December 26, 2014

Eavesdropping Spud

Category: Being Parents


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Santa isn’t real.


He is some mythical figure, whose creation is based on a Christian man who lived in the 4th century by the name of Saint Nicholas. Santa is none other than a make-believe character who has a reputation of giving endless gifts to children who are deemed  “good”, and none given  to those who are deemed “bad”. And as a very practical parent, I do not want to encourage my kids to  believe that Santa exists so they could have truckloads of presents every year at the expense of *drumroll* their parents!

Excuse my French, but for fucks’ sake, how is it that Santa gets the credit when Santa was not the one who had to spend money to buy those present at Christmas?! While we join in the joy of gifting during Christmas even though we are not Christians, I find that there is no need to consider encouraging our child to belief in Santa as it is not part of our tradition. Besides, wouldn’t telling the kids that Santa exists constitutes to a lie? There is NO Santa, so why can’t we just tell it like it is?

So, when Spud asked me if Santa was going to leave her some presents, I had no qualms telling her, G.E.N.T.L.Y, that Santa is not real. She looked disappointed, a little angry even and then tried to convince me otherwise. She then proceeded to tell me a little story about Santa, telling me that Santa is real and that he’ll be leaving her presents. There was no arguing with her on that matter, and after several “Yes, he does!” (her) and “No, he doesn’t!” (me)  of whether he exists, I decided that I should hear her out and just let her natter. She seemed happy to be able to talk about Santa and presents, and without me expecting it, Spud then rattled off with:

“Papa said Santa will come through the balcony because we don’t have a chimney. Mama, why doesn’t he use the door?”

Ahhh! This little imp has been having some private conversation with her Papa about Santa, I take it. No wonder she now thinks that Santa is real! That aside, I thought she raised a very valid and logical question; even I had to think hard to come up with a spontaneous answer.

My answer was lame – I told her that was probably because the door was locked from the inside. And then it dawned on me that my reply did not sound right either! I  just made it sound like a burglary and that I may have inevitably told her that it is OK to climb up the balcony whenever the door is locked and that would be normal! I then gave several other incoherent replies before I burst out laughing at the practicality of her question. In between my guffaws, I then told her that it IS strange that he doesn’t use the door and perhaps, it’s because…well, Santa doesn’t really exists. It is just some men with big belly with pretend Santa costumes.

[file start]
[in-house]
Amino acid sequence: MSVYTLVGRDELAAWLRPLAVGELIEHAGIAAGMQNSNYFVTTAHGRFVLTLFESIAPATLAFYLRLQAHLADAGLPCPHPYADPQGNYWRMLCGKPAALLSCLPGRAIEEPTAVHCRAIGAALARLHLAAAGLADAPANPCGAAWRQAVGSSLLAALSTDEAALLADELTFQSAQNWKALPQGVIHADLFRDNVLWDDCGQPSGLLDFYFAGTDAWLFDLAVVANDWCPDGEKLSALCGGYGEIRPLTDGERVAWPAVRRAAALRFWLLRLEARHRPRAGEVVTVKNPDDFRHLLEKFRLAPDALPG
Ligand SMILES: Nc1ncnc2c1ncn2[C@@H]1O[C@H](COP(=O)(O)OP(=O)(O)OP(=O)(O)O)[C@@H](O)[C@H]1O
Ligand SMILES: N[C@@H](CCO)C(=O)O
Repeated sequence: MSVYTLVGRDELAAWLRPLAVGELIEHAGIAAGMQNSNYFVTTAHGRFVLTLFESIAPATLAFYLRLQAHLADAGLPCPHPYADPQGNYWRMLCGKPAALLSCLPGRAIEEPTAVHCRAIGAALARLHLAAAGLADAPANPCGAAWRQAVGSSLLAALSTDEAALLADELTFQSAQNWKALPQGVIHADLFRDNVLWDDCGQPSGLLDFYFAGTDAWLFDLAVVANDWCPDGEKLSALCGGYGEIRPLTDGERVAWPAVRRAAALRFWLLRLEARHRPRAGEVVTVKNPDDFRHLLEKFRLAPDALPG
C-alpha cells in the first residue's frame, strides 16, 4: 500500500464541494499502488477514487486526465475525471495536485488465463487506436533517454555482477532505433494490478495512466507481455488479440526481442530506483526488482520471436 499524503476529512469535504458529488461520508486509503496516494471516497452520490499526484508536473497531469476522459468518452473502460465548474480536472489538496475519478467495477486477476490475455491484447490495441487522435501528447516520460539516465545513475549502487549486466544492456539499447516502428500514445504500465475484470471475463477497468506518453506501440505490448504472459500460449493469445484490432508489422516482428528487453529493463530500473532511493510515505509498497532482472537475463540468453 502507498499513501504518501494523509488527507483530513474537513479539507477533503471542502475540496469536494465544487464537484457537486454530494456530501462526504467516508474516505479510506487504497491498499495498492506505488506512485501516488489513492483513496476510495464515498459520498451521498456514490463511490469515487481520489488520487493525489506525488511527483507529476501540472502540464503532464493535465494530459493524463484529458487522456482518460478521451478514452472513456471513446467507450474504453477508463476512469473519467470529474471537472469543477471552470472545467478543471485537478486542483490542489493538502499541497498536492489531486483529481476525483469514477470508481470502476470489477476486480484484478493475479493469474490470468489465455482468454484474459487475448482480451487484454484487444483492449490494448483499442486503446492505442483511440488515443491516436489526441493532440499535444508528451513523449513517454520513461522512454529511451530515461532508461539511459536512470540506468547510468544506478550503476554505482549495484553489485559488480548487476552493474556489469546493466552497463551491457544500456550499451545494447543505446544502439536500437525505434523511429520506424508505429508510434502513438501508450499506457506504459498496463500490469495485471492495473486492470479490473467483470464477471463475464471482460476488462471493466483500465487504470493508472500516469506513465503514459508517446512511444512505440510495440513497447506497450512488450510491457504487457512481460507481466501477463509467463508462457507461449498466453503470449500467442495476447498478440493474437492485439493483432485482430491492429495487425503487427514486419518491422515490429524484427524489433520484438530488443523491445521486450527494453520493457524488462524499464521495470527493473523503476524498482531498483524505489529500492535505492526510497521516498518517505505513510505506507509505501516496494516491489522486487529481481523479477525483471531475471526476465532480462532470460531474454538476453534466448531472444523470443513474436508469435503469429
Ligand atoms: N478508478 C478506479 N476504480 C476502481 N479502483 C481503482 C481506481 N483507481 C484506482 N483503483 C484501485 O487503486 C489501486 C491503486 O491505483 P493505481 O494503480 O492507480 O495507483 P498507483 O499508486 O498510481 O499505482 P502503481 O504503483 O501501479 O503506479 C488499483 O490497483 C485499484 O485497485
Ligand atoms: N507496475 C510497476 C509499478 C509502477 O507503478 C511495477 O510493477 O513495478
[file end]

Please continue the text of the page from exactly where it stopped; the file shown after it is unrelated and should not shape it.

She seemed to accept the “pretend Santa costume” logic better and let the topic rest for the evening. The next morning though, she complained to her Papa about me telling her that Santa doesn’t exist, which then followed by a rather annoyed , “Why did you have to tell her that Santa doesn’t exist” question from Silver Bullet.

Well, uhmmm, you KNOW because he just isn’t real and he DOES NOT EXIST!

Why did I have to tell the truth? Because I do not want to make false promises that Santa will always and forever be giving her presents.Because I don’t see the need for her to believe in Santa who, in her fragile little mind, thinks that Santa has unlimited gifting resources and that she’ll get whatever she wants. And most importantly, it is because I share the sentiments that kids who belief in Santa are less likely to understand the sacrifices their parents have made or appreciate what they have been given such that they take things for granted.

In that sense, why should Santa take all those credits? And why should I be lying about his existence?

When Spud saw the myriad of presents on Christmas day, she got all excited. She was convinced that Santa had come and dropped off all their presents when they were sleeping; to which I told her as a matter of factly that, well, no darling’, we and your grandparents were the ones who had bought them for both you and your little brother. Santa did jack-all. She gave me a pout, disappointed that it wasn’t Santa but was quickly distracted by the fact that she could open up all her presents.

There’s no Santa, and the kids got their presents. In no way do I feel that we had robbed them the joy of gifting or that I have been malicious by telling them the truth. Gifting is fun, it should be meaningful and that is all that matters.  I bet you that We’ll probably have this conversation again same time next year.

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